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Death of a pumpkin
By MIKE WILSON
© St. Petersburg Times, published October 19, 2000
It is our annual mistake, from which we never learn.
Each year we buy a plump orange pumpkin, perform radical abdominal surgery on it, hack out a "scary" face made of awkward triangles and place the gutted gourd on the front stoop. This has never been a good idea, not here, not in the Mildew State.
On those crisp autumns wherever we came from, our jack-o'-lantern (a quaint, 18th century term so dusty from disuse it makes us sneeze), our pumpkin stood firm and proud, its candle throwing off gloomy orange light right up to the time the neighborhood kids smashed it.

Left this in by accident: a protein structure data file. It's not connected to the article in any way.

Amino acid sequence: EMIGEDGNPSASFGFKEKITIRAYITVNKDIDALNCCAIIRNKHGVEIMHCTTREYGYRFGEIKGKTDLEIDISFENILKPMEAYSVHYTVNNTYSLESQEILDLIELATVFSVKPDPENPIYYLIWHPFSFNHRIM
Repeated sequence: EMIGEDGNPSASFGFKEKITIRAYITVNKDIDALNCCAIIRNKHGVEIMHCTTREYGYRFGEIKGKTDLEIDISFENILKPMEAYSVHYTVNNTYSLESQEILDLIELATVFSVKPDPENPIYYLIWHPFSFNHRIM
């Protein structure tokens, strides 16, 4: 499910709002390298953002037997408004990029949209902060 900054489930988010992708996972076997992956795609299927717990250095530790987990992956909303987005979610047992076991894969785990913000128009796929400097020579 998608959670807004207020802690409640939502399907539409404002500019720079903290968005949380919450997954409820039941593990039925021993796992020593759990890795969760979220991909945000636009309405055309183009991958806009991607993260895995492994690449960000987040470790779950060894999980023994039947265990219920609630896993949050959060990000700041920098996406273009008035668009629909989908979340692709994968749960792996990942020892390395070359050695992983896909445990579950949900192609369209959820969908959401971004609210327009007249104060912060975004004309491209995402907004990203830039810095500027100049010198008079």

A hollowed-out pumpkin placed in the Florida humidity turns into a science project somewhere around the middle of Day 2.
We in Floridian are observing Halloween this year by placing our handsome, expertly carved pumpkin (no triangles for us) in the sun and . . . watching it rot.
We give you: the Withering Palm Tree Pumpkin. From time to time between now and Halloween, we will report on its firmness, color, smell and level of insect infestation, on the theory that by doing so we will squeeze some perverse pleasure out of that gourd. We think it's going to get pretty scary.
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